The first to report the differences between pathogenesis of EO and LO HDsP [7]. In EO, the physiological changes were found to be restricted to the decidual segment alone, absent throughout the entire length of spiral arteries, seen in basal plates of placenta with a defect in the normal interaction between migratory trophoblastic and maternal uterine tissues [32]. After doing review of the literature about epidemiology and pathology supported the hypothesis that preeclampsia was the result of heterogeneous causes [3,17] also reported that, unlike EO preeclampsia, which involved severe placental pathology, LO preeclampsia with intact placenta and maternal cardiovascular deregulation may be prevented with a lifestyle intervention, in particular, low intensity exercise [33] reported that the placenta of women with LO HDsP was similar to placenta of gestationalage- matched normal controls [34], reported that in cases of EO HDsP, endothelial damage was because of abnormal placentation, whereas in LO cases, endothelial damage has been linked to association of insulin resistance(IR). A stronger association with inadequate and incomplete spiral artery remodelling, visualized by alterations in uterine artery Doppler flow has been reported in EO cases, not in LO cases. EO HDsP have been found to be characterized by marked vascular, metabolic and inflammatory changes which were responsible for generalized endothelial dysfunction and end-organ damage due to vascular compromise [35] and hence were potentially life-threatening for the mother and the baby [3,12,28]. It is not certain whether EO HDsP have linkage with cardiovascular dysfunction and lifestyle modification [36] reported that trophoblastic invasion into the placental bed in EO preeclampsia (or) intrauterine growth restriction was limited by increased apoptosis, resulting in narrower spiral arteries [37] reported that chorionic villous vascularization was diminished in cases of EO HDsP, which lead to more of small for gestational age (SGA) babies [38]. And also reported placental hypoplasia significantly associated with histological evidence of placental vascular lesions with the disorder in the early third trimester and concluded that the placenta of women with EO HDsP were significantly different from LO cases [39,40]. Also reported that, for most of the cases of EO HDsP, the root cause was the placentation and placental abnormalities. Reported relatively reduced placental perfusion which leads to inflammation, oxidative stress, and endoplasmic reticulum stress, which converged to modify maternal physiology, endothelium being an important target. Redman and colleagues [3] also reported that EO HDsP were caused by endovascular trophoblastic remodelling, Madazli et al. [41] reported that the magnitude of defective trophoblastic invasion of the spiral arteries correlated with the severity of the disorder [42]. Reported that EO, but not LO HDsP were associated with increased arterial stiffness that extended beyond pregnancy and later contributed to adverse vascular outcome, Yinon et al. [43] reported that women with a history of EO preeclampsia or intrauterine growth restriction without preeclampsia exhibited impaired vascular function, which might explain their predisposition to placental disease and their higher risk of future vascular disease [14]. Reported that in cases of EOHDsP, placental growth factor was lower and soluble fms like tyrosine kinase-1 and vascular cell adhesion molecule-1 higher than in controls. In LO HDsP, the patients with abnormal uterine artery Doppler indices had higher soluble fms-like tyrosine kinase-1 and vascular cell adhesion molecule-1 levels [40,44,45]. Reported changes of the blood flow within the placental bed spiral arteries and in the uterine arteries at different gestations. In EOHDsP, notches and other changes like increased pulsatility index [PI] of the uterine Doppler waveforms were detected and these women with a persistent abnormal mean PI represented the group with the greatest risk for adverse perinatal outcome. Blair et al. [46]. reported that EO preeclampsia was a severe form of pre-eclampsia that was associated with altered physiological characteristics and gene expression in the placenta. This case control study focused on DNA methylation and gene expression of whole chorionic villi samples from 20 EO HDsP placentas and 20 gestational age matched controls from preterm births and reported that there were wide spread DNA methylation alterations in EOHDsP but not in LO HDsP, which might have been associated with changes in placental function. Masuyama et al. [47] reported the blood levels of adipocytokines differing with a significant elevation of lepton in both subtypes, relative to controls but adiponectin was increased only in LOHDsP. Significant differences in angiogenic factors and adiponectin were found between normal and overweight women only in LOHDsP. Rolfo et al. [48] reported that disruption of oxygen sensing in EO HDsP vs. LO HDsP and control placentae, was the first molecular evidence of the existence of two distinct preeclampsia diseases and the unique molecular O2 sensing signature of EO-PE placentae may be of diagnostic value when assessing high risk pregnancies and their severity. Probably high levels of interleukin-6 and fibrinogen were associated with a history of EOHDsP [49]. Examined whether allelic variants of the innate immune receptors, Toll-like receptor 4 (TLR4) and nucleotide-binding oligomerization domain 2 (NOD2), (that impair the inflammatory response to endotoxin), were related to preeclampsia and haemolysis, elevated liver enzymes and low platelets (HELLP) syndrome and reported an association of common TLR4 and NOD2 gene variants, and pro-inflammatory phenotype with history of EO preeclampsia and HELLP syndrome. Researchers also determined five common mutations in TLR4 (D299G and T399I) and NOD2 (R702W, G908R and L1007fs) in 340 primiparous women with a history of EO preeclampsia, of whom 177 (51%) women had developed HELLP syndrome and 113 women with a history of uneventful pregnancies worked as controls. In addition, researchers assessed plasma levels of pro inflammatory biomarkers C-reactive protein, interleukin-6, soluble intercellular adhesion molecule-1, fibrinogen and von Will ebr factor in a subset of 214 women followed for at least six months after delivery. After adjustment for maternal age and chronic hypertension, attenuating allelic variants of TLR4 were found to be more common in women with a history of EO than in controls (or 2.9 [95% CI 1.2-6.7]). According to genetic factors accounted for more than half the incidence of preeclampsia and maternal genes contributed more than fetal genes, and a couple effect occurred because of the interaction between genes of the mother and the father. Cnattingius et al. and Kovo et al. [50,51] reported that the EO HDsP had higher rates of FGR with lesions of maternal vascular supply compared]. The researchers also concluded that the placental/fetal vascular supply in combination with maternal vascular lesions were more dominant in EO disorders with FGR, compared with EOHDsP without FGR.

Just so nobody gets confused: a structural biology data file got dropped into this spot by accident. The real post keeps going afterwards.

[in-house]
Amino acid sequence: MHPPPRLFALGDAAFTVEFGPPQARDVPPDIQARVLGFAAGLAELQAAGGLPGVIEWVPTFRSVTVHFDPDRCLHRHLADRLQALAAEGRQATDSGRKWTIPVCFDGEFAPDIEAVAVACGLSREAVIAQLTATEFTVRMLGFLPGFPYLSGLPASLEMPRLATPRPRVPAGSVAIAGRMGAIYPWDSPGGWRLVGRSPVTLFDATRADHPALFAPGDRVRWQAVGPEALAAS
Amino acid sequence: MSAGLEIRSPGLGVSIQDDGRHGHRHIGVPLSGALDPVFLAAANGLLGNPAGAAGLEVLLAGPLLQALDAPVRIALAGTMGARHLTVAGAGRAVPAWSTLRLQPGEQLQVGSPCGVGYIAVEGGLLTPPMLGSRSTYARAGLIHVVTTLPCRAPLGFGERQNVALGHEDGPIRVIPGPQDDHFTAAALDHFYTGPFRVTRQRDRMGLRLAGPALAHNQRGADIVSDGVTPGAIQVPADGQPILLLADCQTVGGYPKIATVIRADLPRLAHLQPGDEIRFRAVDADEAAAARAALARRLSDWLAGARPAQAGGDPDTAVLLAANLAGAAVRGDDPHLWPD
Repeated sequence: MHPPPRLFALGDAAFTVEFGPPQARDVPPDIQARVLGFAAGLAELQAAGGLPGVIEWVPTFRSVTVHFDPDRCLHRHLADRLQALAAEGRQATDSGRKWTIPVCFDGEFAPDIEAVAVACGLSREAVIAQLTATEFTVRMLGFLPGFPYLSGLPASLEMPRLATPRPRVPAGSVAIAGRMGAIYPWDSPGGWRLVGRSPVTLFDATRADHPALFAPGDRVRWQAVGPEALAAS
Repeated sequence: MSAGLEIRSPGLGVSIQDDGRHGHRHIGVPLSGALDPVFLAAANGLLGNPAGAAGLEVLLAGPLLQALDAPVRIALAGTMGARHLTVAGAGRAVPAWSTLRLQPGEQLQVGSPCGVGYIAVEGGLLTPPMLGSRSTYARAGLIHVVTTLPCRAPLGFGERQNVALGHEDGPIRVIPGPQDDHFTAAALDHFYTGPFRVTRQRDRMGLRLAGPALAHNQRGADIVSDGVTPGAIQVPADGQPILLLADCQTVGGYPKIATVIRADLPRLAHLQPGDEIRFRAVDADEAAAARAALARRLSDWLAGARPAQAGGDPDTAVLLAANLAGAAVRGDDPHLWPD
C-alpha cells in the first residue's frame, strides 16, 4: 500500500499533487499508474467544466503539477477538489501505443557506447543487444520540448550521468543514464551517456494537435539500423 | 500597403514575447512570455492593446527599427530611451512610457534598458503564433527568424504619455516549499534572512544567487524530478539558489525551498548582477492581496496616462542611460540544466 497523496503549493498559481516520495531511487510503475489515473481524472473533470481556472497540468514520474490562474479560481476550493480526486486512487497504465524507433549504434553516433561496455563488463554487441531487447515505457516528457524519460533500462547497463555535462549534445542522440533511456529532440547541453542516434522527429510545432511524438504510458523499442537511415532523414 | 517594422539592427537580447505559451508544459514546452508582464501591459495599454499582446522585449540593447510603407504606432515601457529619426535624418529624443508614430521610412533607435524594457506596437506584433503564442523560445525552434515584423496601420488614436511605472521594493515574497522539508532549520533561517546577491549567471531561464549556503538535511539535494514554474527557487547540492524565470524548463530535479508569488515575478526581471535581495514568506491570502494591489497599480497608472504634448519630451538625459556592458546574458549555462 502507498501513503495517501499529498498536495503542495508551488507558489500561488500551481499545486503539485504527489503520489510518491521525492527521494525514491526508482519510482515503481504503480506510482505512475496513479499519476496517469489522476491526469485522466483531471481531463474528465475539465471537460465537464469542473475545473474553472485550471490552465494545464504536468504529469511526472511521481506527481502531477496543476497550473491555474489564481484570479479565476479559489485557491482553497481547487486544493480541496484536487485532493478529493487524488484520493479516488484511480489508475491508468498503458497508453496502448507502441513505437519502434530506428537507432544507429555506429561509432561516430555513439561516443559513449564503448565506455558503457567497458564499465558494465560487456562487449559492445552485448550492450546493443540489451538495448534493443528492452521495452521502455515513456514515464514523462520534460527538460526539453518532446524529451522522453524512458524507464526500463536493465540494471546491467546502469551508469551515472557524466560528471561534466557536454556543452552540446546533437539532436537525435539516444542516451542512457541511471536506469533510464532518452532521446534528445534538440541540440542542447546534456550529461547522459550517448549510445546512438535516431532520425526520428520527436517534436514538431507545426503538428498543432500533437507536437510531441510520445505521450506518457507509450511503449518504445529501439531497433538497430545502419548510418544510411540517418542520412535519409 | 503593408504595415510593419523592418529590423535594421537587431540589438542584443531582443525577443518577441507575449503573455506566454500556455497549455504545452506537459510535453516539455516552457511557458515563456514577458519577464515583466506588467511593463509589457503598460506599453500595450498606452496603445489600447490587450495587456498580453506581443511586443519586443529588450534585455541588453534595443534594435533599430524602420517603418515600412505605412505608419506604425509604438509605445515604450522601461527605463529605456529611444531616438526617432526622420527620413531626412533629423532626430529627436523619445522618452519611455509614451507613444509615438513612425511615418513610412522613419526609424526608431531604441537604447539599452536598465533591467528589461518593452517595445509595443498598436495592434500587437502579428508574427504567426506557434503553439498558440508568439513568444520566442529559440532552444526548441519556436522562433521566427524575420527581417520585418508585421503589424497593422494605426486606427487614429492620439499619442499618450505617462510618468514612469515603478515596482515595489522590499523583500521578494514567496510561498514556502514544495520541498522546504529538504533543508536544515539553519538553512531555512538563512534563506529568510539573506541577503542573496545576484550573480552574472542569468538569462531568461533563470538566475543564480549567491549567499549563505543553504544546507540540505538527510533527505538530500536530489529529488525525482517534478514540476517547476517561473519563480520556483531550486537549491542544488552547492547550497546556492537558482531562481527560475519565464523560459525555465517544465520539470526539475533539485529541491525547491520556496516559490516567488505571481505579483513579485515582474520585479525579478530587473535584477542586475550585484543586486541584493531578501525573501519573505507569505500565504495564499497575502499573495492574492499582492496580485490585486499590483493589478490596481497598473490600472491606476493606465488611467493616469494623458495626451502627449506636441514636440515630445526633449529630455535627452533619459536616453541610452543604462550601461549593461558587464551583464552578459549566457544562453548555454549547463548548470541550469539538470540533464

Park et al in their study of Australian population for prediction of HDsP have reported that a variety of demographic factors, mean maternal arterial blood pressure (MAP), uterine artery pulsatility index (UtA PI) and pregnancy associated plasma protein A (PAPP-A) could predict EO pre-eclampsia in 95% of women with 10% false-positive rate [52].